you probably don't need to try it then. 

before I tested it, I'd asked most of the folks that rave about it as to whether there was any benefit to the final beer, and the answer was a "well, not really".   

I'll know in a few weeks if I notice anything different about the beers I've used malt conditioning on, but for me, if it only helps the process as mentioned above, then its worth it for my brewhaus.  Sounds like you already have those issues taken care of, so the benefit of malt conditioning, if any, may be minimal at your house.
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Offline rabid_dingo

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Re: 2010 M/A Geeks column - Malt Conditioning
« Reply #8 on: March 30, 2010, 07:32:26 AM »
Kai, as someone who hates expending effort that might not be necessary, I've been trying to decide if conditioning is something I should undertake.  Of course, I should just try it and see for myself, but I'd like to know what specific benefits you've found from it.

then I saw the crush - most beautiful crush I'd ever seen ...

...I've since done this on 3 other brews though ...


Same here. I like the look of the crush. I just recently took appart my mill for some much needed maintenance,
cleaning and lube. I set the mill at .028" and I get full husks and a medium to fine crush on the rest. My grain
bed volume was clearly more than the older crush and process. All in all it is a small time investment added
to the weighing of the grain bill and preping for the following day. No real added expenditure of effort or time for
me.

The way I see it, it can only help not harm...
Ruben * Colorado :)

Offline Slowbrew

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Re: 2010 M/A Geeks column - Malt Conditioning
« Reply #9 on: April 06, 2010, 01:26:30 PM »
I agree that I have not noticed any differences in beer flavor or clarity.  The much better crush and faster runoff was enough to make me continue doing it.

I had been adjusting my mill's gap smaller and smaller and was beginning to have inconsistent runoffs and an occasional stuck sparge.  I haven't changed the mill since I started conditioning my grain and my run offs are much quicker and clean up faster than before. 

To each there own (and then some) but it works for me.  Even on my Denny ConnTraption cooler mash tun with braid.   :D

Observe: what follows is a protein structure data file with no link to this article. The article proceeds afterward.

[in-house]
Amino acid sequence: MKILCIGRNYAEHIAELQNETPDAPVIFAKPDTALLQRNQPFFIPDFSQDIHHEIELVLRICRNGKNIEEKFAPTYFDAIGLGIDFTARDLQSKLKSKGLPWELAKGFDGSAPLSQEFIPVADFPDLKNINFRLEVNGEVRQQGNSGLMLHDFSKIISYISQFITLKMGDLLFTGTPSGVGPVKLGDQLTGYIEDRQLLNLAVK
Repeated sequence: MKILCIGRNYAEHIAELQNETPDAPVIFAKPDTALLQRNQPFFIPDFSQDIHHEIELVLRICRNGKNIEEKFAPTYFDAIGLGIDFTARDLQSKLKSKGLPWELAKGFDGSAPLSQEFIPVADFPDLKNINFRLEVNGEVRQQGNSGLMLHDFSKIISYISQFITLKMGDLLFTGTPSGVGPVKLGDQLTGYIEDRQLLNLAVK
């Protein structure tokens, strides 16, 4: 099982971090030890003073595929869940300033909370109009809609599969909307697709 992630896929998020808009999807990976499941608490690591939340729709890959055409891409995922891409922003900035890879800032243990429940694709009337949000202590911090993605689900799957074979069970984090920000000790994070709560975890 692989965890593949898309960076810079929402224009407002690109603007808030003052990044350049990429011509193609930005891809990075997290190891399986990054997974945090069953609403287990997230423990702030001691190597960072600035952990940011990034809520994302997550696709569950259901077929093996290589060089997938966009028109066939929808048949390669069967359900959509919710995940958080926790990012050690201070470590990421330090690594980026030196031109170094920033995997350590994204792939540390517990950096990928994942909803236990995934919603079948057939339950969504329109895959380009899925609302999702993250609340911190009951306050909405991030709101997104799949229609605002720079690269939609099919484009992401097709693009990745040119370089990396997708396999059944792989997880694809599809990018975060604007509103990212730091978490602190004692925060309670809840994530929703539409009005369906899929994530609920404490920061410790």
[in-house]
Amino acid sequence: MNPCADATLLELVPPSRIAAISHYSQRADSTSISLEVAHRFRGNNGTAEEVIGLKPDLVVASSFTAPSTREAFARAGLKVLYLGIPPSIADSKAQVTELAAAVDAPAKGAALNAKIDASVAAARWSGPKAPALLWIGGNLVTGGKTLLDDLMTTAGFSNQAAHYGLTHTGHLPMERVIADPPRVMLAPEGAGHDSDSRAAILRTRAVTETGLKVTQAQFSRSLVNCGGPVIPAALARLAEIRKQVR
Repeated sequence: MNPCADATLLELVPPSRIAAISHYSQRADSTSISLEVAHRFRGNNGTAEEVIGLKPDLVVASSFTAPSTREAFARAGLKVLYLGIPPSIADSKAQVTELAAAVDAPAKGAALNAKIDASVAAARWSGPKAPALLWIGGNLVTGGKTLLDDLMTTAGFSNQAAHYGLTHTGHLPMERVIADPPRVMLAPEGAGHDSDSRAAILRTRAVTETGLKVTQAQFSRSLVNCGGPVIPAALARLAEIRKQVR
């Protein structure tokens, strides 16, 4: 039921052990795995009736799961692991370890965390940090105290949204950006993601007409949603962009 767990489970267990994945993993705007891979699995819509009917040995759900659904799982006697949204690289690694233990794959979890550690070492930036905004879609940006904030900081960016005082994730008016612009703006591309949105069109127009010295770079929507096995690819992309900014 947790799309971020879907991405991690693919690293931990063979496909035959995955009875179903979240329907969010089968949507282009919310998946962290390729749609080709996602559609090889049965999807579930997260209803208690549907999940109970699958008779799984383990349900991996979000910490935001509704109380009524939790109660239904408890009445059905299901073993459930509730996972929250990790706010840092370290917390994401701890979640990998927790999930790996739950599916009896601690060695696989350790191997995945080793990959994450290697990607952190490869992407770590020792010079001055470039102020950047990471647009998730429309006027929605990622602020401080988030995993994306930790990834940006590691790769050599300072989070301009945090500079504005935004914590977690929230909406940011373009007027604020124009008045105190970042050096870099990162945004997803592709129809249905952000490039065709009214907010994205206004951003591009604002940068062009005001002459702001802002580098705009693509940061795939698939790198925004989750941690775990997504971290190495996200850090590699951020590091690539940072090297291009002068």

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Offline kuphish

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Re: 2010 M/A Geeks column - Malt Conditioning
« Reply #10 on: April 15, 2010, 06:51:18 AM »
I use a corona mill and have found malt conditioning to be very beneficial because it largely eliminates the shredded husks that such mills are often criticized for producing.  Instead, the husks are fluffy and intact while the grain is crushed nice and fine.

Offline euge

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Re: 2010 M/A Geeks column - Malt Conditioning
« Reply #11 on: April 15, 2010, 11:55:31 PM »
I did it back when I was steeping and grinding my grain in an old hand-crank grinder that I normally used to make sausage. It's got a blade for grain. I didn't spray water but poured and tossed and mixed the malt until it was uniformly dampened. Seemed like it made the husk stretchier.

The thought of doing this with 25# of grain... :-\ I can say with the BC I get mostly whole husk as it is. A tiny amount of flour. My brewday is already lengthy. :P

Originally I got the idea from reading that Sierra Nevada practices this method. However I was told that this was to keep the dust down. It fell out of favor once I got the mill.
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Offline sienabrewer

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Re: 2010 M/A Geeks column - Malt Conditioning
« Reply #12 on: April 19, 2010, 01:33:13 PM »
The first time I tried it, I over-watered the grain and it gummed up the mill severely.  I was pissed to say the least because I had to run out and get an entire bag because I ran out of grain.  The next time I tried it I used far less water and got far better results.  I do not think it adds anything in terms of flavor or beer quality.  However, being a clean freak I do love how it makes little to no dust.  I also like how it clears the vorlauf much faster and I get noticeably less grain material into the kettle.  Quite frankly, I don't really see how it adds much work, or takes any more appreciably effort, at all to the brew day.  I put a little water in, mix, and let it sit as I set up my mill.  Would my beer be just as good without it?  Probably, but I like the benefits it gives me that I have noted.

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Re: 2010 M/A Geeks column - Malt Conditioning
« Reply #13 on: April 19, 2010, 01:37:24 PM »
Dammit, you guys are gonna convince me yet!

BTW, anybody heard from Kai lately?  He seems to be MIA on all forums he usually posts to.
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Offline blatz

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Re: 2010 M/A Geeks column - Malt Conditioning
« Reply #14 on: April 19, 2010, 01:51:28 PM »
Dammit, you guys are gonna convince me yet!

BTW, anybody heard from Kai lately?  He seems to be MIA on all forums he usually posts to.

i just spoke with him on Wednesday of last week - he will be offline until Monday the 26th.